Grout stains more readily than tile; here's how to get the stain out.
Most tiles clean up very well and continue to look good even decades after installation. Unfortunately, grout joints tend to collect dirt and stains and will quickly look grungy if not cleaned regularly 1. If you find a stain in the grout, try removing it with a scouring powder such as Bon Ami. Apply the powder with a nonmetallic scrubbing pad and rub the area gently 2. If at first you don’t succeed, cover the stain with a thick layer of wet powder, let it penetrate for 5 minutes to 10 minutes, scrub, then rinse thoroughly. Do not use colored cleansers, such as Ajax and Comet, as they can actually discolor or damage the grout over time.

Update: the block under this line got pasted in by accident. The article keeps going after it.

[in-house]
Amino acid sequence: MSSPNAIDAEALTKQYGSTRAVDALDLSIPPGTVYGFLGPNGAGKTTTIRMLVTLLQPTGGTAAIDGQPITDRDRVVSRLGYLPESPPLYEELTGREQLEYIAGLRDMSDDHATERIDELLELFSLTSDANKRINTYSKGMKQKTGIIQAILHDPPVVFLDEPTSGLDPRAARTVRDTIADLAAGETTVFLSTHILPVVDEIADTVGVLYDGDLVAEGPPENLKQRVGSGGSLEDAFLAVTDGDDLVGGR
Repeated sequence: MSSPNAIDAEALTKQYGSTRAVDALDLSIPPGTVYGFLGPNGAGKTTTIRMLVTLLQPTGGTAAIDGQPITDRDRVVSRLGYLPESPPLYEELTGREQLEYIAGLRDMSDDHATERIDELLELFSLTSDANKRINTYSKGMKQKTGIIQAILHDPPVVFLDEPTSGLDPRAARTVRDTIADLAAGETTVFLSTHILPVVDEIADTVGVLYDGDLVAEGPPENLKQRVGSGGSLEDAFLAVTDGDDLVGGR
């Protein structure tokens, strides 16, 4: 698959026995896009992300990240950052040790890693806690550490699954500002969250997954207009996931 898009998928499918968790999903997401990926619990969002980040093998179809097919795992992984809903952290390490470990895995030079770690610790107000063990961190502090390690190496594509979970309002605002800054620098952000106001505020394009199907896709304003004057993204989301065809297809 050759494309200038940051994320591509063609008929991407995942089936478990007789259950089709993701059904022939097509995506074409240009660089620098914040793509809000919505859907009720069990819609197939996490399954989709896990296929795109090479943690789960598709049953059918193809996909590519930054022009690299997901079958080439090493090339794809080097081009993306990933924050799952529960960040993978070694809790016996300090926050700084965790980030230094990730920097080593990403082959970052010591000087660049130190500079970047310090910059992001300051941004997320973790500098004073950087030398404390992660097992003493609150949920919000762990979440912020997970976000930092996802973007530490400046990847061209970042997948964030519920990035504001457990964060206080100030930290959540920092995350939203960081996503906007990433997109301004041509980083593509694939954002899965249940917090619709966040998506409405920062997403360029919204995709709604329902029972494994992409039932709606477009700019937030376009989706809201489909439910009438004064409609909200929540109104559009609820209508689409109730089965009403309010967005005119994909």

If the grout has been neglected for a long time and is heavily stained, try covering it with a mixture of scouring powder and hot tap water. Rub the powder into the grout joints with a gloved fingertip, then let it sit for 10 minutes to 15 minutes 3. Scrub the area with a firm-bristle scrub brush or nonmetallic scrubbing pad 4. If this technique doesn’t produce success, you can use a stronger cleaner like sulfamic acid, phosphoric acid, or a liquid cleaner like Bright Glaze, but only occasionally; regular usage will eat away your grout. If the grout simply will not come clean, one alternative is to paint it with a grout recolorant.
|What can go wrong
Stay away from tile cleaning products that contain bleach and/or acids. Bleach will appear to clean your grout but that’s because it is actually removing the first layer of the material. Over time, you will have less and less grout, until you find you need to regrout the entire job.
Excerpted from Tiling Complete, 2nd Edition by Robin Nicholas and Michael Schweit.
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